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  • Publication
    The effect of growth rate on production and reproduction in replacement dairy heifers in seasonally calving, pasture-based systems.
    (University College Dublin. School of Veterinary Medicine, 2021) ;
    0000-0002-6258-5097
    There is continued pressure on agricultural systems to become more environmentally and economically efficient. Meanwhile, modern pasture-based dairy systems have resulted in the selection of a dairy cow type, with management requirements, production goals and possibly even growth targets distinct from those of a cow in a confinement system. A 365-day calving interval is key to maintaining the seasonal nature of calving and hence maximising milk production from grazed grass. Maximising milk production from grazed grass begins with the achievement of an appropriate age at first calving, in which pre-breeding growth is an integral factor. However, to date much of the research into replacement dairy heifer growth has been carried out in confinement systems. The objectives of this thesis were to investigate the effect of pre-breeding growth rate on production and reproduction in dairy heifers in seasonally calving, pasture-based systems. In the first study, I analysed the effect of growth rate between birth and mating start date (MSD) on days between MSD and date of conception (days open). Using survival analysis, I found that increasing pre-breeding average daily weight gain (ADG) was associated with a reduction in days open. The predicted median days open for a heifer with a pre-breeding ADG of 0.40, 0.70, or 0.90kg/day were 27, 16 and 11 days, respectively. In the second study, I investigated the effect of growth rate on first lactation milk yield. Linear regression analysis demonstrated a quadratic relationship between ADG from birth to breeding and first lactation milk yield. Increasing ADG had a positive effect up to a maximum beneficial effect of 0.88kg/day, and a minor negative effect thereafter. Combining the findings of these two studies, while recognising their limitations, it was concluded that an overall birth to breeding ADG of 0.88kg/day will minimise days open while maximising first lactation milk yield.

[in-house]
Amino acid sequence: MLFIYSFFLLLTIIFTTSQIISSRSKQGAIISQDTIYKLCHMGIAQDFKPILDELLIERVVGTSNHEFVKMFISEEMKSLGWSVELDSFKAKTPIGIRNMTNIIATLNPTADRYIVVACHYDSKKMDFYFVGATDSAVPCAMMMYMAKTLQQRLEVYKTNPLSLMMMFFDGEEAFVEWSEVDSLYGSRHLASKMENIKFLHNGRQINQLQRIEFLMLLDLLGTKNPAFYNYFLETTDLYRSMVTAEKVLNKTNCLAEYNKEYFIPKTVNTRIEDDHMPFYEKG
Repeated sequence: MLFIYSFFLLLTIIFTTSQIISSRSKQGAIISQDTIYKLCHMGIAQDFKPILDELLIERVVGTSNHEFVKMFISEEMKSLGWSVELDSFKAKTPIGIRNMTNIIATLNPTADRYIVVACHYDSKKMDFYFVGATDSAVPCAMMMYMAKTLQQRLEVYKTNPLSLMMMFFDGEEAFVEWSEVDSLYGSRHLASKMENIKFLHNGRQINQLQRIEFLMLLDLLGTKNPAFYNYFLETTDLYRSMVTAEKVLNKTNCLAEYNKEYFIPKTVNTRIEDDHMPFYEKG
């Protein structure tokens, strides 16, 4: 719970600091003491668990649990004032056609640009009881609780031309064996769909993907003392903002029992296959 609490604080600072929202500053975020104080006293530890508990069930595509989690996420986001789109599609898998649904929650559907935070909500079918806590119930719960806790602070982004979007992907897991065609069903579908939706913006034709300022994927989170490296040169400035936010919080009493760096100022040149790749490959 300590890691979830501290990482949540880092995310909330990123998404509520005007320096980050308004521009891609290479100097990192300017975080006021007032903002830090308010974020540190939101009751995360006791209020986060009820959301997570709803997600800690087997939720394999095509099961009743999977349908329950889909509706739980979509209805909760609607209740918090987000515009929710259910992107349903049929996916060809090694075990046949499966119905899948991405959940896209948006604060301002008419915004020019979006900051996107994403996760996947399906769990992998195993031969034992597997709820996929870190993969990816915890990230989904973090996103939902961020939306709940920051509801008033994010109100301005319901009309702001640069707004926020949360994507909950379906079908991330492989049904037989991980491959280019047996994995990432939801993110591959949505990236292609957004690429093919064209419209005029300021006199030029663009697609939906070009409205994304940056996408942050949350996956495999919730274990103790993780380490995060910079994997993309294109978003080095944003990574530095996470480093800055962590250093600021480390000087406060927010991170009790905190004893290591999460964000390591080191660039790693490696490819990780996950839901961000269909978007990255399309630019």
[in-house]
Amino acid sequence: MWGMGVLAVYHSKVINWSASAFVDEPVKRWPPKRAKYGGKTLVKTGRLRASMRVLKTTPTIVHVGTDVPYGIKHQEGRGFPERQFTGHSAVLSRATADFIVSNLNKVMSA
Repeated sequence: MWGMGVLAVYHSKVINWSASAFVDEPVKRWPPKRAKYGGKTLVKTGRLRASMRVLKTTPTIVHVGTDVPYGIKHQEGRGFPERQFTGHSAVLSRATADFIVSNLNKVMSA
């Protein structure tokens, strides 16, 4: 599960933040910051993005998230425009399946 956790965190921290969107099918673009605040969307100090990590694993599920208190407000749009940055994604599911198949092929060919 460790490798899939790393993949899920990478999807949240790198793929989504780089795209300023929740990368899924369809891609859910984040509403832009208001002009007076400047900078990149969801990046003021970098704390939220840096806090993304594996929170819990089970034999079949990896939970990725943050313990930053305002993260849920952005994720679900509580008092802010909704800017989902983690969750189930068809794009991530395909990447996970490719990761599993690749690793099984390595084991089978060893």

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  • Publication
    The effect of growth rate on reproductive outcomes in replacement dairy heifers in seasonally calving, pasture-based systems
    The effect of average daily gain (ADG) on reproductive outcomes in replacement dairy heifers was investigated. All heifers were managed in the typical Irish spring calving, pasture-based system, where the herd calves in 1 block between January and April and the majority of the diet comprises grazed grass. Heifer calves (n = 399) from 7 herds were weighed at birth and at the beginning of the breeding season, and ADG was calculated. Service dates and pregnancy diagnosis results were recorded, and conception dates were calculated. Days open (DO) was defined as the number of days between the beginning of the breeding season and conception. Genetic data were retrieved from the Irish Cattle Breeding Federation database. A Cox proportional hazard model was constructed to identify variables with a significant effect on DO. An accelerated failure time model was used to predict survival curves and median survival times for different combinations of the significant variables. The ADG ranged from 0.41 to 0.91 kg/d, with a median of 0.70 kg/d. Frailty effect of farm within year, maintenance subindex of the economic breeding index, and ADG had a significant effect on DO. Derived from the final accelerated failure time model, the predicted median DO for a heifer with an ADG of 0.40, 0.70, or 0.90 kg/d aged 443 d at the beginning of the breeding season and with a maintenance subindex in the second tercile were 27, 16, and 11 d, respectively.
      262Scopus© Citations 6